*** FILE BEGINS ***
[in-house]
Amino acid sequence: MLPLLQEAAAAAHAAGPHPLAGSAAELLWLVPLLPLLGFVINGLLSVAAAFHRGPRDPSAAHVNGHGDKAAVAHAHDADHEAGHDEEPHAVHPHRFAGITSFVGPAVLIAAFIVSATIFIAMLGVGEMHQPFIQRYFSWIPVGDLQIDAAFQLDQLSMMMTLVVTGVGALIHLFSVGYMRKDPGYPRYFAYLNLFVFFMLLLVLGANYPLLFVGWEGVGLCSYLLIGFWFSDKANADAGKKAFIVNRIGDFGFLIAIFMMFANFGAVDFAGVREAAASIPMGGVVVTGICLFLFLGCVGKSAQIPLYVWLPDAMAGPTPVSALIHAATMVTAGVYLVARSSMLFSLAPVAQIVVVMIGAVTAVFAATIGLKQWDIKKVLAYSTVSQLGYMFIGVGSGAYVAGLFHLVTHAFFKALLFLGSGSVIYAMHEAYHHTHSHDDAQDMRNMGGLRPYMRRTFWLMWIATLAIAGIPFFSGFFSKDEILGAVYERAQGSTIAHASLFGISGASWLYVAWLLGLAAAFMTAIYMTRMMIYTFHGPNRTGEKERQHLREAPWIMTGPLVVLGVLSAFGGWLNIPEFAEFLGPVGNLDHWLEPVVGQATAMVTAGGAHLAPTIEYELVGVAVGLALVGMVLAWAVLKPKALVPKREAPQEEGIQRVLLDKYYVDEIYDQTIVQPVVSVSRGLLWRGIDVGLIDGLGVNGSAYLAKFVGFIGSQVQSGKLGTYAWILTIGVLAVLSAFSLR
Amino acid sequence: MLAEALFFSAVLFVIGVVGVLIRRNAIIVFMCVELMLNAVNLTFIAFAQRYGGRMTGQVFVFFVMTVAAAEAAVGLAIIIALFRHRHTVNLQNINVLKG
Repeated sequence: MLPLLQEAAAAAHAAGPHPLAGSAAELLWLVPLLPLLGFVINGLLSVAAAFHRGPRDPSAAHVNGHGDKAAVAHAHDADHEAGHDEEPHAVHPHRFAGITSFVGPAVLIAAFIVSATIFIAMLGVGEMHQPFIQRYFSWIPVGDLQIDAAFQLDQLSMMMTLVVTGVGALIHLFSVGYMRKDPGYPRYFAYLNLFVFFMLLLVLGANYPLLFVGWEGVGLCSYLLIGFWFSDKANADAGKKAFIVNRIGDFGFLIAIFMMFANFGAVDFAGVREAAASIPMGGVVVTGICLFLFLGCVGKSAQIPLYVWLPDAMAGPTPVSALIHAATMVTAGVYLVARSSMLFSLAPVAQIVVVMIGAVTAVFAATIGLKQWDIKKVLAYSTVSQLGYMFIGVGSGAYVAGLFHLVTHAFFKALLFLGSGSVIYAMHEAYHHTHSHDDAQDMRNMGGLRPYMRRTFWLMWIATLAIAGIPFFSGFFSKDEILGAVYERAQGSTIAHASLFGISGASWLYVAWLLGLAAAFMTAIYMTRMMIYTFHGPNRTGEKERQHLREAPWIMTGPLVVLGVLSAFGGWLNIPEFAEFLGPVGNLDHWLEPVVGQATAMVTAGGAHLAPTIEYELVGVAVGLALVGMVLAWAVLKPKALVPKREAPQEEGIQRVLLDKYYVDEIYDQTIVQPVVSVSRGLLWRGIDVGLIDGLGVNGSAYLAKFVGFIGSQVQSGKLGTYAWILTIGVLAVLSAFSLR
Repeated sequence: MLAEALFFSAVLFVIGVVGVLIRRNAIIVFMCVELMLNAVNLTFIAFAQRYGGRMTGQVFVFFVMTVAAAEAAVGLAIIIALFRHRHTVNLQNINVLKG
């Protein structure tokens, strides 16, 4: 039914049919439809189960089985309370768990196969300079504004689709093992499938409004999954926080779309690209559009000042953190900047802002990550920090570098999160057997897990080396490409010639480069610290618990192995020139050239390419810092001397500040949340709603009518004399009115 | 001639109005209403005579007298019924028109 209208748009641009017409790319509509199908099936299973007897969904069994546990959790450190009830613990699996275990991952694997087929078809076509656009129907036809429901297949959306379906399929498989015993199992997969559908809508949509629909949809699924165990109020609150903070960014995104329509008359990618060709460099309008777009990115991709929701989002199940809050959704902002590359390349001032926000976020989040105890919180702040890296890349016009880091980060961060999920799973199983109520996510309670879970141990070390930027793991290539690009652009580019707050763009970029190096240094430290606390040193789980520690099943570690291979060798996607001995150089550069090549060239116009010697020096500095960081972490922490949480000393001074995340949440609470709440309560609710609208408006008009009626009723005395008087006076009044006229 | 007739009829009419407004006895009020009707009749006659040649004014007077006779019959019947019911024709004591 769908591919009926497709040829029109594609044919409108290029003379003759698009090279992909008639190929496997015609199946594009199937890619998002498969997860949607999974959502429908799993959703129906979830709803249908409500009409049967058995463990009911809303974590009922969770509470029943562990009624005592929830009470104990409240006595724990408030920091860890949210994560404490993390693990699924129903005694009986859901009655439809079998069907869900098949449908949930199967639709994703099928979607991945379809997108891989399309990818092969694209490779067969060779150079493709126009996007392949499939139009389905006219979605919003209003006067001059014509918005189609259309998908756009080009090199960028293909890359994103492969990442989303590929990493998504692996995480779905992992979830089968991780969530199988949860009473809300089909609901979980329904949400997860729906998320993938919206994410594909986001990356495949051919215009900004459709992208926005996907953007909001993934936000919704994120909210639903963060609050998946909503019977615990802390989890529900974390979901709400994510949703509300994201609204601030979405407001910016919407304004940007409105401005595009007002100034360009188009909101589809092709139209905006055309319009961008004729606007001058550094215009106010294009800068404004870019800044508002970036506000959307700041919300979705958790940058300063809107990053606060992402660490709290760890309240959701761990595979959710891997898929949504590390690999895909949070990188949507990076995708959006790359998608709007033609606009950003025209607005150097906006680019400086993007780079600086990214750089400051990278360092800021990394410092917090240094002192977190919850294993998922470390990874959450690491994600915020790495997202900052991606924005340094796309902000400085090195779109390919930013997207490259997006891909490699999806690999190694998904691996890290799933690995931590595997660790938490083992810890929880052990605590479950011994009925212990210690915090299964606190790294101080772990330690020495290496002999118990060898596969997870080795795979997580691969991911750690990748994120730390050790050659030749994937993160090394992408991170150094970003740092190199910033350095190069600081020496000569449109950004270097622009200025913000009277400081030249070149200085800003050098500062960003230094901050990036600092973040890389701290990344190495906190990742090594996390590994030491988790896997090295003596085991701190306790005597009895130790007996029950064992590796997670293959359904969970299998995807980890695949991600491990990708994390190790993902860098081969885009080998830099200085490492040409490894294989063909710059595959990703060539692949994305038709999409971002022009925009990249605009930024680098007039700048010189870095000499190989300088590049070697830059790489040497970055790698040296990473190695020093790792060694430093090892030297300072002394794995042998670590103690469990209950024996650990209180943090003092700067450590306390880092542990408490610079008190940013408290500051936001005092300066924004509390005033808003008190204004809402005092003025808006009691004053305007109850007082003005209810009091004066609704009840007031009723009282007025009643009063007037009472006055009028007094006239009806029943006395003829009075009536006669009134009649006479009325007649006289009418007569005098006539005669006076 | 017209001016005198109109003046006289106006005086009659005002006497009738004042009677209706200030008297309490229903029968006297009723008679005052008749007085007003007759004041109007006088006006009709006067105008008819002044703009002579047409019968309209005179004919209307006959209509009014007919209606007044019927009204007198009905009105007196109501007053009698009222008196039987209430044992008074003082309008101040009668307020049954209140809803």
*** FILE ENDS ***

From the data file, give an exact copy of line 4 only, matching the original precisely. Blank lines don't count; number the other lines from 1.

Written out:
Repeated sequence: MLPLLQEAAAAAHAAGPHPLAGSAAELLWLVPLLPLLGFVINGLLSVAAAFHRGPRDPSAAHVNGHGDKAAVAHAHDADHEAGHDEEPHAVHPHRFAGITSFVGPAVLIAAFIVSATIFIAMLGVGEMHQPFIQRYFSWIPVGDLQIDAAFQLDQLSMMMTLVVTGVGALIHLFSVGYMRKDPGYPRYFAYLNLFVFFMLLLVLGANYPLLFVGWEGVGLCSYLLIGFWFSDKANADAGKKAFIVNRIGDFGFLIAIFMMFANFGAVDFAGVREAAASIPMGGVVVTGICLFLFLGCVGKSAQIPLYVWLPDAMAGPTPVSALIHAATMVTAGVYLVARSSMLFSLAPVAQIVVVMIGAVTAVFAATIGLKQWDIKKVLAYSTVSQLGYMFIGVGSGAYVAGLFHLVTHAFFKALLFLGSGSVIYAMHEAYHHTHSHDDAQDMRNMGGLRPYMRRTFWLMWIATLAIAGIPFFSGFFSKDEILGAVYERAQGSTIAHASLFGISGASWLYVAWLLGLAAAFMTAIYMTRMMIYTFHGPNRTGEKERQHLREAPWIMTGPLVVLGVLSAFGGWLNIPEFAEFLGPVGNLDHWLEPVVGQATAMVTAGGAHLAPTIEYELVGVAVGLALVGMVLAWAVLKPKALVPKREAPQEEGIQRVLLDKYYVDEIYDQTIVQPVVSVSRGLLWRGIDVGLIDGLGVNGSAYLAKFVGFIGSQVQSGKLGTYAWILTIGVLAVLSAFSLR